Born in Connecticut, John Brown (1801-1859) settled in Hudson Township around 1805 and lived on and off in the area for a number of years. He was primarily engaged in farming and tanning, establishing a tannery in Richfield (1842) and a sheep farm with Colonel Simon Perkins (1844). The firm of Perkins and Brown became one of the best-known providers of fine wool in the country. During this partnership, John Brown lived in Akron and his home is maintained by the Summit County Historical Society. John Brown retried from business and moved to North Elba, New York in 1849. After a few years he came out of retirement to lead antislavery guerillas in the fight for freedom in the Kansas Territory. On October 16, 1859, Brown and a small army of sixteen white and five black men raided the federal arsenal at Harpers Ferry, Virginia. Their objective of arming local slaves was thwarted by local farmers, militiamen and troops led by Robert E. Lee. Most of Brown's men were killed or captured within 36 hours. Brown was seriously wounded in the raid and was later convicted of treason and hanged.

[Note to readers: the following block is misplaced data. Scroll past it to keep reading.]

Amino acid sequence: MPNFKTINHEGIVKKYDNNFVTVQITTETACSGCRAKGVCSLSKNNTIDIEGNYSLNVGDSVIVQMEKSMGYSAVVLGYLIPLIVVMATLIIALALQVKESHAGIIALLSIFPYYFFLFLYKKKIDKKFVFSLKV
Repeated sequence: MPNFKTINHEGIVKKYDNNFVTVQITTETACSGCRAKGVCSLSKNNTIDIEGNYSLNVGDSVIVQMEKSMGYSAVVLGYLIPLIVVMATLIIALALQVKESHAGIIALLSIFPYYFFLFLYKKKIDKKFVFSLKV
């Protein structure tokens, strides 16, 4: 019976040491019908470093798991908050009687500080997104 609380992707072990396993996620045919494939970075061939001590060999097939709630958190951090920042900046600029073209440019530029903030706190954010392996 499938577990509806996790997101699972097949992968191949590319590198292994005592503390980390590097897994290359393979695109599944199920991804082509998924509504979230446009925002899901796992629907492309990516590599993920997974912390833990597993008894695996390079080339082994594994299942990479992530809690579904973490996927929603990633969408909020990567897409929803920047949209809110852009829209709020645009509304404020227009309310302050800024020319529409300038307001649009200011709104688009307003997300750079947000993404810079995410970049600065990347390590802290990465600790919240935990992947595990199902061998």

This image appeared on page 584 of Samuel Lane's Fifty Years and over of Akron and Summit County.
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